I have a confession to make. I never order steaks in restaurants. That's because it is so easy to make an outstanding steak at home.
And it isn't just because I am a professional. With a little knowledge, anyone can make a great steak. While there are several cooking techniques that will produce superior steaks, I am going to focus on the simplest one. Think of this as your Steak 101 tutorial.
Simply put, cooking a great steak just comes down to buying the right piece of meat, seasoning it well, cooking it for about 5 minutes per side, then letting it rest. It's that simple.
Since the grilling method is so simple, it is paramount to buy the best steak you can afford. This is one of those times when the quality of the raw ingredients really makes all the difference. And for this classic method, I'm using the term "steak" to cover a variety of cuts, including rib-eye, New York strip and filet mignon — the traditional boneless cuts that are typically found on a steakhouse menu and are at least 1-inch thick.
It's important to note that it is the thickness and not the overall weight of the steak that's important. The thinner the steak, the harder it is to cook correctly. By the time you get a good sear on each side of a thin steak, it usually is cooked (or overcooked) all the way through. But on a thicker steak, the inside will remain medium to medium-rare.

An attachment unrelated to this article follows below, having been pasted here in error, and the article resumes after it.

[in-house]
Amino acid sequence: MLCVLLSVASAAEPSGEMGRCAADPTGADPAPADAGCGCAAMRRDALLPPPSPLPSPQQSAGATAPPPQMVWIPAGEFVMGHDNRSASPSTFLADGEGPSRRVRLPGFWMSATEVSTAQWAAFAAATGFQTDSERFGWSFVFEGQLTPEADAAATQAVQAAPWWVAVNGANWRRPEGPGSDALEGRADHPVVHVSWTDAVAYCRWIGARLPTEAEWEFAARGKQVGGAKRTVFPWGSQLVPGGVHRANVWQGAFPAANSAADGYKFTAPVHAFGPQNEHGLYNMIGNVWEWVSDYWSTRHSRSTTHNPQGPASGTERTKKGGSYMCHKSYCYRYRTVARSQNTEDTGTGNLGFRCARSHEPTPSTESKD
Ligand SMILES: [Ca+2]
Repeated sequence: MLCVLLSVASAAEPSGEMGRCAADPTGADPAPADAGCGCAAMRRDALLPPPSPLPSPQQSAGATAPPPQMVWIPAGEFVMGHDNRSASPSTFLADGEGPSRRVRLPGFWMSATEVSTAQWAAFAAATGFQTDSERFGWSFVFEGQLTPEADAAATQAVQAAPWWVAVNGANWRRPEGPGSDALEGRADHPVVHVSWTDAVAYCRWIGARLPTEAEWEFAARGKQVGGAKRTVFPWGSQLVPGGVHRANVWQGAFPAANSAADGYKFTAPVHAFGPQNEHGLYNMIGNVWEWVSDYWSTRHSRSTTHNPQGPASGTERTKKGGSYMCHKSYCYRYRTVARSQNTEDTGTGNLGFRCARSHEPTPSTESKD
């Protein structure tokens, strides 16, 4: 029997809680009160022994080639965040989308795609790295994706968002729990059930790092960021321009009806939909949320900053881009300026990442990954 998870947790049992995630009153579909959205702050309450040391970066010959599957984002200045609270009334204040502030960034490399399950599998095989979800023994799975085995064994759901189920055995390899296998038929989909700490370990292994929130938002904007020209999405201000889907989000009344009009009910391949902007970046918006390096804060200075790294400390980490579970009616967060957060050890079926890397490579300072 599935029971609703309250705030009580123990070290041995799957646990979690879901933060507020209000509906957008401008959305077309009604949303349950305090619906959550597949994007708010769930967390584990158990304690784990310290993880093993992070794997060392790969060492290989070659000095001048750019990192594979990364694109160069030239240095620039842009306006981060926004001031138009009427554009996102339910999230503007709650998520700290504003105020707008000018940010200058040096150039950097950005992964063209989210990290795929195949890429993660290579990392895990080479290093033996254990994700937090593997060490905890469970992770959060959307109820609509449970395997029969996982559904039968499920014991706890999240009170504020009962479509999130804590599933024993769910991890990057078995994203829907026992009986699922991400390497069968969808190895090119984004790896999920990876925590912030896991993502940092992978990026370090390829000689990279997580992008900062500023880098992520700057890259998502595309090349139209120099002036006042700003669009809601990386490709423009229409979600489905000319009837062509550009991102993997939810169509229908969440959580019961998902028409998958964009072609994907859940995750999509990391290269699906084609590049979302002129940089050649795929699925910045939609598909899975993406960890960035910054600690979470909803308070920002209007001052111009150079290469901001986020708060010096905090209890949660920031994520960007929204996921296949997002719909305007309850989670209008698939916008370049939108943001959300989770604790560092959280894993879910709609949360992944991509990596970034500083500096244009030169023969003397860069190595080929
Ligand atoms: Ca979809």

My preference is to buy one thick, 16-ounce steak to serve four people. I call that the party steak. You grill it, slice it up and serve it on a platter family-style. Serving one steak also allows people who like it a little more done to choose from the end pieces, while those who prefer rare can eat the center slices.
Next up, the cooking. Start by removing the steak from the refrigerator, unwrapping it and patting it dry with paper towels. Do this while the grill is heating. During this time, I also like to wrap the steak in paper towels to absorb any surface moisture. A dry steak sears better than a wet one.
Once the steak and the grill are ready, you brush a little olive oil on it. The olive oil keeps the juices inside the steak, promotes caramelization, and keeps it from sticking. Next, season it with salt and (if you like) pepper. I usually pepper my steak once it comes off the grill because pepper burns quickly, but most people season with both salt and pepper at the start.
To grill, place the steak across the grates so you get maximum grill marks, cover the grill and let the steak cook for 5 minutes. Then, using tongs, flip the steak to the other side and place on a part of the cooking grate that wasn't used before. This will give you the best grill marks on the second side. The steak absorbs the heat from the grates and so it is best to cook each side on fresh, hot grates. After another 5 minutes — depending on how rare you like your steak and how thick the steak is — remove the steak from the grill, top with butter, if using, and let rest for 3 to 5 minutes.